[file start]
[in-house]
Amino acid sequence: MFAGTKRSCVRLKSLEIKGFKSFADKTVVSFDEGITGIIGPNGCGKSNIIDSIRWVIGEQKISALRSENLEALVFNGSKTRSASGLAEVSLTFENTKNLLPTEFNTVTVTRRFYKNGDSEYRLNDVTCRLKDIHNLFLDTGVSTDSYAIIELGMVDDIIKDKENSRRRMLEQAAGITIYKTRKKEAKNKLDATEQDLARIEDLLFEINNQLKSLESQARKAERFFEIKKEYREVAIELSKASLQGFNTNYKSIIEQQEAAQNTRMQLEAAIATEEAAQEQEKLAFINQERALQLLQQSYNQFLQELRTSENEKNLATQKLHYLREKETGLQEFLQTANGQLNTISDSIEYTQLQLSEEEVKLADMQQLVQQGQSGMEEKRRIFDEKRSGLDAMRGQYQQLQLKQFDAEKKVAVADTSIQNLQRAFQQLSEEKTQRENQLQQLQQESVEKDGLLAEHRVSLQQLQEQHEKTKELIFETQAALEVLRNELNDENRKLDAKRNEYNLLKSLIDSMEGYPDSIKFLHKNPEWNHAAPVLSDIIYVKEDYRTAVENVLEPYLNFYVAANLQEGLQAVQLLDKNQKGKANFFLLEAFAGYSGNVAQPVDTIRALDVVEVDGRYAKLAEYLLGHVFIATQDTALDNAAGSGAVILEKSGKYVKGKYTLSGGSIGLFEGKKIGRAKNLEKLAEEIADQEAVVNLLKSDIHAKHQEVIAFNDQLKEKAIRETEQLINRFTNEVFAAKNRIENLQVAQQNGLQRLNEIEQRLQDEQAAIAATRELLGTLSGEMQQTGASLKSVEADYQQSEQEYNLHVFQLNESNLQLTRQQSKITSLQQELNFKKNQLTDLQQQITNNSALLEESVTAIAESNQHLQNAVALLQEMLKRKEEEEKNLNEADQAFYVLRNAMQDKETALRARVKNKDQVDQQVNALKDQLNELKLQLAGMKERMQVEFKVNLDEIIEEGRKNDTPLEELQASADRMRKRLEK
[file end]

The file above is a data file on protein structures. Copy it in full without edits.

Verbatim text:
[in-house]
Amino acid sequence: MFAGTKRSCVRLKSLEIKGFKSFADKTVVSFDEGITGIIGPNGCGKSNIIDSIRWVIGEQKISALRSENLEALVFNGSKTRSASGLAEVSLTFENTKNLLPTEFNTVTVTRRFYKNGDSEYRLNDVTCRLKDIHNLFLDTGVSTDSYAIIELGMVDDIIKDKENSRRRMLEQAAGITIYKTRKKEAKNKLDATEQDLARIEDLLFEINNQLKSLESQARKAERFFEIKKEYREVAIELSKASLQGFNTNYKSIIEQQEAAQNTRMQLEAAIATEEAAQEQEKLAFINQERALQLLQQSYNQFLQELRTSENEKNLATQKLHYLREKETGLQEFLQTANGQLNTISDSIEYTQLQLSEEEVKLADMQQLVQQGQSGMEEKRRIFDEKRSGLDAMRGQYQQLQLKQFDAEKKVAVADTSIQNLQRAFQQLSEEKTQRENQLQQLQQESVEKDGLLAEHRVSLQQLQEQHEKTKELIFETQAALEVLRNELNDENRKLDAKRNEYNLLKSLIDSMEGYPDSIKFLHKNPEWNHAAPVLSDIIYVKEDYRTAVENVLEPYLNFYVAANLQEGLQAVQLLDKNQKGKANFFLLEAFAGYSGNVAQPVDTIRALDVVEVDGRYAKLAEYLLGHVFIATQDTALDNAAGSGAVILEKSGKYVKGKYTLSGGSIGLFEGKKIGRAKNLEKLAEEIADQEAVVNLLKSDIHAKHQEVIAFNDQLKEKAIRETEQLINRFTNEVFAAKNRIENLQVAQQNGLQRLNEIEQRLQDEQAAIAATRELLGTLSGEMQQTGASLKSVEADYQQSEQEYNLHVFQLNESNLQLTRQQSKITSLQQELNFKKNQLTDLQQQITNNSALLEESVTAIAESNQHLQNAVALLQEMLKRKEEEEKNLNEADQAFYVLRNAMQDKETALRARVKNKDQVDQQVNALKDQLNELKLQLAGMKERMQVEFKVNLDEIIEEGRKNDTPLEELQASADRMRKRLEK